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The Truth About 3-pin XL To XL Cabling.

xl cables cable wire stagescape stagesource m20d l2 l3 dmx aes

(This is "Old Ron's" experience of what works in our "real world", ...as distinct from what may be said by salesmen, academics and engineers, ...not to mention the various "myths" that occasionally propagate from some who are genuinely only trying to help, but whose information lacks a broader overview.)
First off, always buy (or make up) the very best cables that you can possibly afford.

Why ?

Because I defy ANYBODY to place a financial value on the total loss of that "once in a lifetime" performance, solely due to a few bucks saved when we "wired up" for our gig, be it recorded or "live" at a venue.

Then consider the huge emotional and financial investment you've made to get this far.

Then the future costs of replacing the cheaper stuff that doesn't last.

(Rocket surgery it ain't.)

From this moment on, that means you will be investing in top quality cable (the actual "wire" itself) from reputable makers, such as Belden, Canare, Hosa, Monster, Neumann, Planet Waves, Remote Audio, Sommer and Whirlwind, to name but some, ...but you'll only need to open your wallet ONCE.

It also means top quality connectors, which rules out every single one of those cheap "copies" (the notable exception being Herr Neutrik's Chinese-made "Ningbo" version of his own connectors) ...and anything that lacks a robust shell made of metal.

ALWAYS disassemble those connectors first, to ensure that there's no "short" or "connecting piece" between pin 1 (the "shield" or "ground") and ANY other metal part.

If there is, either DO NOT buy that connector, or make sure that "offending shorting piece" can be easily removed without compromise to the connector's structure.

As I said in the "preamble", FORGET what some texts, "experts" and well-meaning "friends" may have said, ...in "OUR" three-pin XLM to XLF World, there are definitely NO circumstances in which any of our three pins can be connected to anything other than their own individual terminals.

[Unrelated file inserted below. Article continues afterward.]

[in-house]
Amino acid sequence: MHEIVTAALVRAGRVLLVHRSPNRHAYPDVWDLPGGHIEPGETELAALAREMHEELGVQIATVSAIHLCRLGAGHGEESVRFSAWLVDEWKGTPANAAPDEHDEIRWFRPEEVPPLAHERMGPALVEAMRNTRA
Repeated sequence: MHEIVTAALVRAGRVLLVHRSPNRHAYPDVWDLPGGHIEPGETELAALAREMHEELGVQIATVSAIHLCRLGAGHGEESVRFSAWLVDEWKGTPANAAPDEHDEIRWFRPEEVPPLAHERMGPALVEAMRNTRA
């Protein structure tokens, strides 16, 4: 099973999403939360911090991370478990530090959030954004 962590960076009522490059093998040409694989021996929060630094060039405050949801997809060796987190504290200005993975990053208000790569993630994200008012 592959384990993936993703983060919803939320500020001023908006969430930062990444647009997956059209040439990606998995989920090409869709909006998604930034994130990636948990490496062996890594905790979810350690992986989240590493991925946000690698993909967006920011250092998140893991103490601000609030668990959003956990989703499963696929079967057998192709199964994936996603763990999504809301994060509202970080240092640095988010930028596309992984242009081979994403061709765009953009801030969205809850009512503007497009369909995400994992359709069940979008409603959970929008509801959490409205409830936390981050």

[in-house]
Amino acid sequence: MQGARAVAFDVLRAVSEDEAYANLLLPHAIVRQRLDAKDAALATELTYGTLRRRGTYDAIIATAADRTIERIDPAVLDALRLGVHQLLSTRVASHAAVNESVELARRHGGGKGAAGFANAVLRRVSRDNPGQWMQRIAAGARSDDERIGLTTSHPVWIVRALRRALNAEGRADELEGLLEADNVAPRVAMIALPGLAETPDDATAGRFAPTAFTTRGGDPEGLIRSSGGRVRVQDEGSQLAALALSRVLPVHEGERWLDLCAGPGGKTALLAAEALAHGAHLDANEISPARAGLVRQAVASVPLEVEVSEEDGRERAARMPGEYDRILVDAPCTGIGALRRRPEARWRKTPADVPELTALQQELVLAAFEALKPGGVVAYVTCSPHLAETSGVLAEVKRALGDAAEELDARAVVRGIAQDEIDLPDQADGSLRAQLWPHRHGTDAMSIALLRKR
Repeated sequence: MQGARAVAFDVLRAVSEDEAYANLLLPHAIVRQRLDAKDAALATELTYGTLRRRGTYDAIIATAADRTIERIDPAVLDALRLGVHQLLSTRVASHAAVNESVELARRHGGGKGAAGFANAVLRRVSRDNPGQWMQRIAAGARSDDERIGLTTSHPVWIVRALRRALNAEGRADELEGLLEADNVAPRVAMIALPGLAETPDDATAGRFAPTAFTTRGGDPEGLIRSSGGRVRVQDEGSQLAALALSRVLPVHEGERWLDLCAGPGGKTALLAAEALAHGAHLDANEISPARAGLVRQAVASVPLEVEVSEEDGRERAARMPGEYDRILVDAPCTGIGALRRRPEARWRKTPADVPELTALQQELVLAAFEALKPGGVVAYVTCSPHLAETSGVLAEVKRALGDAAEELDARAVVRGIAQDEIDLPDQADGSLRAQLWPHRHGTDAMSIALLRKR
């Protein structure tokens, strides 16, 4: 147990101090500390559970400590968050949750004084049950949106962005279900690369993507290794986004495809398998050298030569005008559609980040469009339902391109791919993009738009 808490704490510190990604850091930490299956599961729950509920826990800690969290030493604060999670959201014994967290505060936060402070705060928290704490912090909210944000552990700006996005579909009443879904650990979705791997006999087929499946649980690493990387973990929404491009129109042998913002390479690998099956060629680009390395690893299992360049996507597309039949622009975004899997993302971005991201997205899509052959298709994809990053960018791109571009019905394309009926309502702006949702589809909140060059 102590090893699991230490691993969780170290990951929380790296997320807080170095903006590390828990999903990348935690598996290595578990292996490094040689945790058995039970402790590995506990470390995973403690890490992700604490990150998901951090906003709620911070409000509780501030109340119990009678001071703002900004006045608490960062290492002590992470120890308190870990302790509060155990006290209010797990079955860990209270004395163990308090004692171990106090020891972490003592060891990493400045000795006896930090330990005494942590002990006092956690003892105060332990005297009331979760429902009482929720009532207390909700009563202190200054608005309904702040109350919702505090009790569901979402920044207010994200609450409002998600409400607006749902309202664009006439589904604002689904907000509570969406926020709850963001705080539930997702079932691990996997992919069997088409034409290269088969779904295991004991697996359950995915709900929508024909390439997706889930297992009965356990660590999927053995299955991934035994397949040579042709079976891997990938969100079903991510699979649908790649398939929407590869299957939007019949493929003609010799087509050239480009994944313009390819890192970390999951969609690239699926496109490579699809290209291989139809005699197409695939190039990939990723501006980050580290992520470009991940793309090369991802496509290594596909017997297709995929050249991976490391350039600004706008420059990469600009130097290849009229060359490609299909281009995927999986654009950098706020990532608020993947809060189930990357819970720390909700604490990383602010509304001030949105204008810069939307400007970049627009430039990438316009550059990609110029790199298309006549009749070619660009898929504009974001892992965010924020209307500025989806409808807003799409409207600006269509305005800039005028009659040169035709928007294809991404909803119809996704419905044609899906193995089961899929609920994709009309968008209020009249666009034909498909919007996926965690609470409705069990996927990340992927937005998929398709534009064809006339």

Even though connectors "shorted" in that manner may well work at first, believe me when I say that they WILL only "set us up" for disaster later.

Now to the "fun" stuff...

"AES", "DMX" & "Line 6 Link"

I've regularly deployed all of those, pretty much since they were invented.

(Aah, what fun we had back then, me, young Tommy Edison and that crazy devil Mick Faraday...)

Here's the thing, if we're using those high quality microphone cables (the ones that follow the above guidelines that Old Ron insists on) most (but NOT ALL) of us will have no problems whatsoever when operating DMX or Line 6 Link gear that's "daisy chained" using those same cables, meaning that all of the limited stock we're carrying is interchangeable.

* (AES is another story altogether. More than a metre or two of incorrect cabling for that is one sure way to trigger its failure.) :(

That's because the total "In/Thru" or "In/Out" length of many Line 6 Link or DMX "daisy chains" is sufficiently short for enough of our digital control signals to "survive" the "squeeze" of their incorrectly cabled journey to the extent that they can still be relied upon to operate our sound and lighting gear.

"Most", but not "all" of us ?

They would be the regularly gigging musicians, DJs and the like whose entire rig is contained within the relatively small performance spaces granted to us by community halls, barns, bars, pubs, clubs and fairground platforms.

The rest ?

I reckon that anyone who's even considering specifying other than application-specific cabling for permanent installation probably lacks the brain power to have read this far, so I won't bother to even address them.

However, for the "road warriors" (or "road worriers") among us, any single length of more than 30 feet or 10 meters should instantly set alarm bells ringing.

So, ...what do we do ?

First, we MUST bear in mind that
  • Reliable operation via long runs of inappropriate cabling during rehearsal is NO guarantee, as the more marginal the control signal that has "dribbled through", the more likely it is to NOT survive whatever RF interference that "walks in" ahead of our performance (See "Murphy's Law".) ...and...
  • Using application-specific cabling demands disciplined housekeeping to ensure that the "right" cable is invariably used for each of those applications. (See "Murphy's Law".)
For me, all of that has resulted in differently coloured strips of "Brother" labelling tape (all the way around the XL connectors at both ends) providing a clear visual difference between the "Mic", "DMX" and "AES" cables in my kits, as (call me "prejudiced", but) I believe that visual neatness (particularly under lights) generally demands that the cabling itself should be either be black or as dark as possible.

(Buying or making up cables with differently coloured connectors or boots is obviously an option for most, ...but I wasn't "starting from scratch" as my long-standing policy of "investing in nothing but the best" has meant that some of my original mic cables are still working perfectly, even though they pre-date that new-fangled iron horse that they tell me has been seen on the Union Pacific Railroad.)

Kits ?

I find it invaluable that my road bags or road cases for a given type of gear also contain their most commonly used lengths of appropriate cabling, along with whatever adapters or mounting hardware may similarly be required.

Such pre-organisation saves me a lot of "thinking" before and after each gig ...actual "thinking" not being one of my strong points.

(See "Murphy's Law".)
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